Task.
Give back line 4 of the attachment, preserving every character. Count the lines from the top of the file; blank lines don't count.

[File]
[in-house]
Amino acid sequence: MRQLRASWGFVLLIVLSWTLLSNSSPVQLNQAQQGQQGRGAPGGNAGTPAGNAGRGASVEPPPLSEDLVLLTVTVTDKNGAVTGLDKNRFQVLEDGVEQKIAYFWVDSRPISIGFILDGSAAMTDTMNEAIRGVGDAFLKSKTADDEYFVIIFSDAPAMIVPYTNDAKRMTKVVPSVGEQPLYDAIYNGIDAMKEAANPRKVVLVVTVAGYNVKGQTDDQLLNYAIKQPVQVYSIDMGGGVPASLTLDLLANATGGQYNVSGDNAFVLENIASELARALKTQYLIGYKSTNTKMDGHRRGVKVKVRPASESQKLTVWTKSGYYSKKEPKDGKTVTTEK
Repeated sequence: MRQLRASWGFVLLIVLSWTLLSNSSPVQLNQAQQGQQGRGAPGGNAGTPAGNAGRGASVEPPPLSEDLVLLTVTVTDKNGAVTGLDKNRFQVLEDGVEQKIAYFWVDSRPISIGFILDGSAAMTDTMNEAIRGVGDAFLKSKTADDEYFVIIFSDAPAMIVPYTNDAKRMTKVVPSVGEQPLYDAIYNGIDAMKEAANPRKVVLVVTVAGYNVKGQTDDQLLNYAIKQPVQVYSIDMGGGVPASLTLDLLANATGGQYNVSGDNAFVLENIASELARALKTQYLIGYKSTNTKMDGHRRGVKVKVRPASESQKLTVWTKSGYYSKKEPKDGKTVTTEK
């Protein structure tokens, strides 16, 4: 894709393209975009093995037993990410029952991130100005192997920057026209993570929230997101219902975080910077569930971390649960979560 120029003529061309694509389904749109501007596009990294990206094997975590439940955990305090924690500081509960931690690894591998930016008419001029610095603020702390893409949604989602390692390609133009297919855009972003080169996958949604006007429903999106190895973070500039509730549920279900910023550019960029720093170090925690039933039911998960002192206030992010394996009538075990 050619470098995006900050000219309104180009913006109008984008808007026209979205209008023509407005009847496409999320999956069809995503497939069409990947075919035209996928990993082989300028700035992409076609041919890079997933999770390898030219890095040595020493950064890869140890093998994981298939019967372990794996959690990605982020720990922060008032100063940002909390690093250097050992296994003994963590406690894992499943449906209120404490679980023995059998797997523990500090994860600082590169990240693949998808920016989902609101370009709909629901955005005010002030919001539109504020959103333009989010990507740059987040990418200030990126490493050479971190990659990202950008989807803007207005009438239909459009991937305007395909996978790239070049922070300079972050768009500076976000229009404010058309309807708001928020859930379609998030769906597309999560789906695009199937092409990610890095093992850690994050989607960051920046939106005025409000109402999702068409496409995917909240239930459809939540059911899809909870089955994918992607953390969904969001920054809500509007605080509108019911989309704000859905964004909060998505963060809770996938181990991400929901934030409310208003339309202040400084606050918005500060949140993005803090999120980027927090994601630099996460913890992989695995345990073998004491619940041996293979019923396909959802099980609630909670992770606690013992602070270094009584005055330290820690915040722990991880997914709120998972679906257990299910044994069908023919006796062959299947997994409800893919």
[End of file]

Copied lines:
């Protein structure tokens, strides 16, 4: 894709393209975009093995037993990410029952991130100005192997920057026209993570929230997101219902975080910077569930971390649960979560 120029003529061309694509389904749109501007596009990294990206094997975590439940955990305090924690500081509960931690690894591998930016008419001029610095603020702390893409949604989602390692390609133009297919855009972003080169996958949604006007429903999106190895973070500039509730549920279900910023550019960029720093170090925690039933039911998960002192206030992010394996009538075990 050619470098995006900050000219309104180009913006109008984008808007026209979205209008023509407005009847496409999320999956069809995503497939069409990947075919035209996928990993082989300028700035992409076609041919890079997933999770390898030219890095040595020493950064890869140890093998994981298939019967372990794996959690990605982020720990922060008032100063940002909390690093250097050992296994003994963590406690894992499943449906209120404490679980023995059998797997523990500090994860600082590169990240693949998808920016989902609101370009709909629901955005005010002030919001539109504020959103333009989010990507740059987040990418200030990126490493050479971190990659990202950008989807803007207005009438239909459009991937305007395909996978790239070049922070300079972050768009500076976000229009404010058309309807708001928020859930379609998030769906597309999560789906695009199937092409990610890095093992850690994050989607960051920046939106005025409000109402999702068409496409995917909240239930459809939540059911899809909870089955994918992607953390969904969001920054809500509007605080509108019911989309704000859905964004909060998505963060809770996938181990991400929901934030409310208003339309202040400084606050918005500060949140993005803090999120980027927090994601630099996460913890992989695995345990073998004491619940041996293979019923396909959802099980609630909670992770606690013992602070270094009584005055330290820690915040722990991880997914709120998972679906257990299910044994069908023919006796062959299947997994409800893919």